Blackberries are tasty fruits that do more than make a fine jam, and have a long history. Keep in mind that blackberries are some of the most perishable fruits in existence, and must be eaten or cooked very quickly after picking. They grow on a thorny vine and should be picked frequently after ripening.
Blackberries have been used for thousands of years in Europe, and have been written in early British folklore. It was used as a gout remedy by Ancient Greeks. The fruits are native to North America, Europe, Asia and South America.
Blackberries have a high tannin content, making them good astringents. They can potentially aid diarrhea, and decrease bleeding. Germans have used it for sore throats, irritations and infections. Some types of blackberries have anti-tumor properties.
Blackberries are aggregate fruits with their clusters of individual fruits, or druplets, similar to those of a raspberry. The rose is a relative of the wild blackberry.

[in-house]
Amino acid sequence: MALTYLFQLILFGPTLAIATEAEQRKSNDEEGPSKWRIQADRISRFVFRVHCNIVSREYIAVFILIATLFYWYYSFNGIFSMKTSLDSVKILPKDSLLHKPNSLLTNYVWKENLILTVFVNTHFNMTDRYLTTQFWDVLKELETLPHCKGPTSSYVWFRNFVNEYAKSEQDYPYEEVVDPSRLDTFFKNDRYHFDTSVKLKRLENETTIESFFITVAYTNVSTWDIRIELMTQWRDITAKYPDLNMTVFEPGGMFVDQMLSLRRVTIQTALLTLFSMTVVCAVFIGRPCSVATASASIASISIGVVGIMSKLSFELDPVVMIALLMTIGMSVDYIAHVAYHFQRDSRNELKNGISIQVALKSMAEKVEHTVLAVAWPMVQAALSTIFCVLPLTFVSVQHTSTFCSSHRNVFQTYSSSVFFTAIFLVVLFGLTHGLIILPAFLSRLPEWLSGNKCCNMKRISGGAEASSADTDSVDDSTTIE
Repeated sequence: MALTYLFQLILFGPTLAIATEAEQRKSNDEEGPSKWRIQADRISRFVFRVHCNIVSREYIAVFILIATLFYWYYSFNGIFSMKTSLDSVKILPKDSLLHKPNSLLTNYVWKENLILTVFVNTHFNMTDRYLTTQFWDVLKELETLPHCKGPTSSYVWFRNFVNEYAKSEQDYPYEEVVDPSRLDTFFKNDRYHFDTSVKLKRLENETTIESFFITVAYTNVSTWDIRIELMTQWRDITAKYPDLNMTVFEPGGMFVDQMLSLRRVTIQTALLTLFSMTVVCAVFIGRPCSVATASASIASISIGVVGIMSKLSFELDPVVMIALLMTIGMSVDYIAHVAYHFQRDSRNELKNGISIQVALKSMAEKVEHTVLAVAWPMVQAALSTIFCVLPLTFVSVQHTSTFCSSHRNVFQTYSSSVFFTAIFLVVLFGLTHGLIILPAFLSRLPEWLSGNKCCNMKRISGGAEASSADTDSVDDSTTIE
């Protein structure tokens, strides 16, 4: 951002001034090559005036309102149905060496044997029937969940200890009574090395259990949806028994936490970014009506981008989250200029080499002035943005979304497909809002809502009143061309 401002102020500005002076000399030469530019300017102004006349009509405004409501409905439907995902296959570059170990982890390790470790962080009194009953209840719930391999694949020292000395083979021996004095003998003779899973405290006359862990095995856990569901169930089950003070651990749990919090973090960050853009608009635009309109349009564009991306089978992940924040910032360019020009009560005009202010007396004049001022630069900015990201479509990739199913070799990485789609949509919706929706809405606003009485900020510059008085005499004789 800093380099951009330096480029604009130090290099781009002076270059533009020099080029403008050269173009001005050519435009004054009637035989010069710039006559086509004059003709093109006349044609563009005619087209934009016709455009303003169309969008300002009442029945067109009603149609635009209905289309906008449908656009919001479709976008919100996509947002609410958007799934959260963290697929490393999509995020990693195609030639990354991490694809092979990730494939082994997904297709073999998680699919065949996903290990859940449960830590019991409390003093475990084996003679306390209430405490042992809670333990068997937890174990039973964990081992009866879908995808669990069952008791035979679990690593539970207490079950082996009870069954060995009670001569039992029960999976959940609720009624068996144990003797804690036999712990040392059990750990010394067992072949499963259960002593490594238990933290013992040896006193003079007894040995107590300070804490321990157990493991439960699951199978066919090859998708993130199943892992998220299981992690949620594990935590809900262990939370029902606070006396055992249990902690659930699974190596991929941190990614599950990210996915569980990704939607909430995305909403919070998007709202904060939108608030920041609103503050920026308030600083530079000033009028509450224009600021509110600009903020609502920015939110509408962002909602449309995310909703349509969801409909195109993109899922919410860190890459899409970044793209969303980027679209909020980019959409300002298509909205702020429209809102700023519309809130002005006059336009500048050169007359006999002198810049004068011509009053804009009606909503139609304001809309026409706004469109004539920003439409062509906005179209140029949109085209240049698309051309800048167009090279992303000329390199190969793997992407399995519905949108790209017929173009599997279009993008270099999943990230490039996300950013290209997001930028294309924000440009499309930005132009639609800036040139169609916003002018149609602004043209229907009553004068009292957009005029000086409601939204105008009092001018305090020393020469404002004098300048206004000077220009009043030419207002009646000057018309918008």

Blackberries boast antioxidant properties. This is what gives the blackberry its deep, dark color. They are a natural source of salicylate, or the substance used in aspirin. They also are a good source of soluble fiber.
Typically blackberries are eaten as fresh fruit (frozen, or canned as well). They're also frequently used in pies and cobblers. A wine exists that is made from blackberries. Other methods are jams, jellies and syrups.
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About this Author
T.M. Samuels has been a freelance writer since 1993. She has published works in "Arthritis Today," "Alabama Living" and "Mature Years," and is the author of a gardening book. Samuels studied pre-medicine at Berry College.